Example Surgical Practice

First, I want to show you a bad asset-protection practice structure for a surgical practice. In this diagram (click the diagram to enlarge), you'll see a single practice entity with the doctors as the owners. This entity owns the practice's equipment, real estate, accounts receivable, hires employees; in short, it attempts to accomplish everything all in a single entity.

Instead of separating out distinct categories, it lumps everything into a single entity. While this may be the most common scenario, it's not the best nor the most efficient.

Further, and most importantly, it exposes the entire practice to malpractice risk. Instead of separating out the professional services from the non-professional, it exposes all the non-professional parts to malpractice risk.

This single-entity structure is poor for several reasons:

A modular surgical practice is the answer

These issues and more can be taken care of and more with a modularized practice that takes into account good asset protection and business planning from the beginning:

In this diagram (click the diagram to enlarge), you'll see the non-business portions of the practice compartmentalized from the professional services. Each surgeon forms their own individual PLLC, PA, or PC, that is owned solely by the respective individual surgeon. This gives each surgeon flexibility on taxation choice, and compensation on a per entity level. The professional entities then either jointly own a PLLC, or jointly own a limited liability partnership to act as what we think of as the "practice".

The practice then rents its office space from the Real Estate LLC, that in turn owns the land. The practice also leases from an Equipment LLC all the high-capital equipment such as x-ray machines, an MRI, surgical instruments, computers, exam beds and chairs, and so forth. The practice then either borrows money or sells it's accounts receivables to an Accounts Receivables, LLC.

The practice subcontracts with a Services, LLC, to provide it non-licensed employees, front-desk staff, book keeping, and other day-to-day non-professional services. The key distinction is then that any non-licensed employees won't be employees of the practice! This means if one of the front-desk staff makes a mistake, it's likely that only the Services, LLC is going to be in trouble, not the practice! If that happens, the practice terminates its contract with Services, LLC and forms a new Services2, LLC and goes on with business as usual.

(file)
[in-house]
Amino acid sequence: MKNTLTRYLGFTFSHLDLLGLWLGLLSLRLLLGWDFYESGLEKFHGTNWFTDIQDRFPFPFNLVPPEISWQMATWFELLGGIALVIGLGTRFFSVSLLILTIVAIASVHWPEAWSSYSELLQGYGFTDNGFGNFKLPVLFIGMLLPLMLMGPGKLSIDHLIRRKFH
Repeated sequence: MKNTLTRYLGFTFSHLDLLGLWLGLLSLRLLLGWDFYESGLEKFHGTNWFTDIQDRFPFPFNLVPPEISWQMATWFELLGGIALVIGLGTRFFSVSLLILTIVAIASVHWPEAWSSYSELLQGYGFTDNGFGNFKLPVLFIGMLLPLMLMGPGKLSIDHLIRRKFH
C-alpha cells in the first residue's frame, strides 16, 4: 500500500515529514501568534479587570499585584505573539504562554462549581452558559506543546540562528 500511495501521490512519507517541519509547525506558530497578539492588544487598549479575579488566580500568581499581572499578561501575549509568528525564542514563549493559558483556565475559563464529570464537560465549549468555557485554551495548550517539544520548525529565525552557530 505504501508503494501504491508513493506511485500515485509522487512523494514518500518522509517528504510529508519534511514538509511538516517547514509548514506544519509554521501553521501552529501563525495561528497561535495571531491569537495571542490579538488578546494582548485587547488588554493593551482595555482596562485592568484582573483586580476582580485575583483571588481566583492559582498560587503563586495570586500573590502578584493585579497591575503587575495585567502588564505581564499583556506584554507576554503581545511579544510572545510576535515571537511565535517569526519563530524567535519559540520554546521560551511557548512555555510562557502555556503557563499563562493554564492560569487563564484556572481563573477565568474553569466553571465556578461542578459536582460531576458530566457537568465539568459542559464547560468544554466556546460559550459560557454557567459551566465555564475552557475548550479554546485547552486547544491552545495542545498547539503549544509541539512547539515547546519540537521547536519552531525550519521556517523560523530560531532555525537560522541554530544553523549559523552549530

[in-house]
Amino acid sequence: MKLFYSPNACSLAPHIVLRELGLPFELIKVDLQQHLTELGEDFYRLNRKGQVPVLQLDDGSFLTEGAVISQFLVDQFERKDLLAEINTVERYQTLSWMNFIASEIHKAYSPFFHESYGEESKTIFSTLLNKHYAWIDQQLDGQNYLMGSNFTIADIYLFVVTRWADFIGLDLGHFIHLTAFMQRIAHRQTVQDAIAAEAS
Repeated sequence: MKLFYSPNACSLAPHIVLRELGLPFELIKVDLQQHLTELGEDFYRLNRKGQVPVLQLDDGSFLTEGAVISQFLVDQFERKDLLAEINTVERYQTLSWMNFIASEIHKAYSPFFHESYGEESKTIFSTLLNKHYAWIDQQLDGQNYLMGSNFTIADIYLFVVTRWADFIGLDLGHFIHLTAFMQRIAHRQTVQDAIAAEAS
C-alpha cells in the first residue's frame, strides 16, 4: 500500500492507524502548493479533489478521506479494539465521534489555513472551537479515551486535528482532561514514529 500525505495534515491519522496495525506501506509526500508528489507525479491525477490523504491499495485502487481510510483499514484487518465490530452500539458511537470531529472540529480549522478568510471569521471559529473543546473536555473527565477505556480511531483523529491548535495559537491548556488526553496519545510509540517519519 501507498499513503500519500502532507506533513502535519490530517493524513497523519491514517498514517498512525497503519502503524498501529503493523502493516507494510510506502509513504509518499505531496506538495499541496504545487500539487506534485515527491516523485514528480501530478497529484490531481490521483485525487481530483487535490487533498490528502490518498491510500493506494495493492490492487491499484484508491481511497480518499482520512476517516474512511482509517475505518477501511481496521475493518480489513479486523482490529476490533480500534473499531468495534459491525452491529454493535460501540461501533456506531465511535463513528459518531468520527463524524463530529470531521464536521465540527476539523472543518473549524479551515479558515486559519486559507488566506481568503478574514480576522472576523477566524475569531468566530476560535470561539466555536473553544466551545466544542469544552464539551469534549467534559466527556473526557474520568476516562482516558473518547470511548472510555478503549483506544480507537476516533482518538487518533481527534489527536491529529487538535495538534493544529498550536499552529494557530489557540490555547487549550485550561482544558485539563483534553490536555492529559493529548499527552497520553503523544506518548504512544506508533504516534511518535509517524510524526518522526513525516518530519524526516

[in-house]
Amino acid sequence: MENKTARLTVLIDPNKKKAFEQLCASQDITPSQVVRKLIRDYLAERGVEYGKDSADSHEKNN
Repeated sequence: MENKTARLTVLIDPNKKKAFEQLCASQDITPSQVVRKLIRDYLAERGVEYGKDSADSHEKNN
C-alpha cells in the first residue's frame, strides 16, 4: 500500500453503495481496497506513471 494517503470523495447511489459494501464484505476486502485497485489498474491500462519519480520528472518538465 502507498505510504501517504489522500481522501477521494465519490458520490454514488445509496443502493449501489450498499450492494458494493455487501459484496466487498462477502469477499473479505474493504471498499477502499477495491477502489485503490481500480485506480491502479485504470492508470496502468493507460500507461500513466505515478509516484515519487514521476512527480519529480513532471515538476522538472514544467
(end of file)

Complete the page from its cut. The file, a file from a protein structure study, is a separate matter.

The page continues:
All of these entities allow (a) non-doctor owners (i.e. Doctors' spouses, kids, outside investors, etc.) to own a portion of the practice; (b) every single dollar shifted out of the practice for a legitimate purpose shields that dollar from malpractice exposure; and (c) there may be some income tax planning advantages and other tax efficiences available.

Assuming the doctor is in the top income tax bracket, but his 30 year old child is not, shifting some of the income to the 30 year old child by making the child a part owner in one or more of the entities will actually save taxes while netting the Doctor similar income. This allows the wealth to stay in the family. However, this income tax efficiency usually only works for children when the "kiddie" tax is not in effect. There may be other tax efficiencies in the form of taxation chosen by each entity.

But what if I'm a solo surgeon?

You can still benefit from a modular practice; particularly by having trusted co-owners of the other entities. It can also be a good capital raising opportunity as well as a way to get your non-professional spouse and children involved in the family business. And it can help reduce the impact of a drastic malpractice lawsuit.

For example, assume that you commit malpractice, and you have a modular practice like the above. The Plaintiff sues you personally (no entity can shield you from your own negligence) and your practice entity. The Plaintiff wins a million dollar judgment against you and the practice above and beyond your insurance coverage. The Practice entity doesn't own anything as it leases all of its equipment, borrows against its accounts receivables (or has sold its accounts receivables), doesn't own any real estate, and doesn't even have employees. Likely its only asset is a checking account.

So the Plaintiff's lawyer likely only gets the few thousand dollars in the practice's bank account. Then the Plaintiff tries to collect the rest from you individually. But you were smart, and all of your "outside" entities were (for example) owned 25% you, 25% your spouse, and 50% by a trust (controlled by you or a trusted third party) in favor of your kids. The Plaintiff's lawyer gets really sad when he sees these structures because he can't foreclose your LLC interests (see my article on charging orders here), he can't foreclose your homestead (thanks to the Texas Constitution), he can't foreclose many retirement plans (thanks to Texas Property Code §42.0021), and all he can get is a charging order against your 25% interest of the LLCs (thanks to the Texas Business Organizations Code).

And, if you formed each of these entities in a smart manner, you may be able to still continue to make distributions to the wife and children's trust but not distribute any money to the creditor. In fact, the creditor will likely have to pay taxes on "phantom income" even though it hasn't received a dime. This may entice the creditor to abandon the claim, or to offer a pennies-on-the-dollar settlement. The real estate is protected, the equipment is protected, and your family has much better protection from that nightmare malpractice experience.

Finally, because of laws against fraudulent transfers, the time to put these structures into place is before the liability arises. Once the liability arises it may be too late to do these sorts of transactions.


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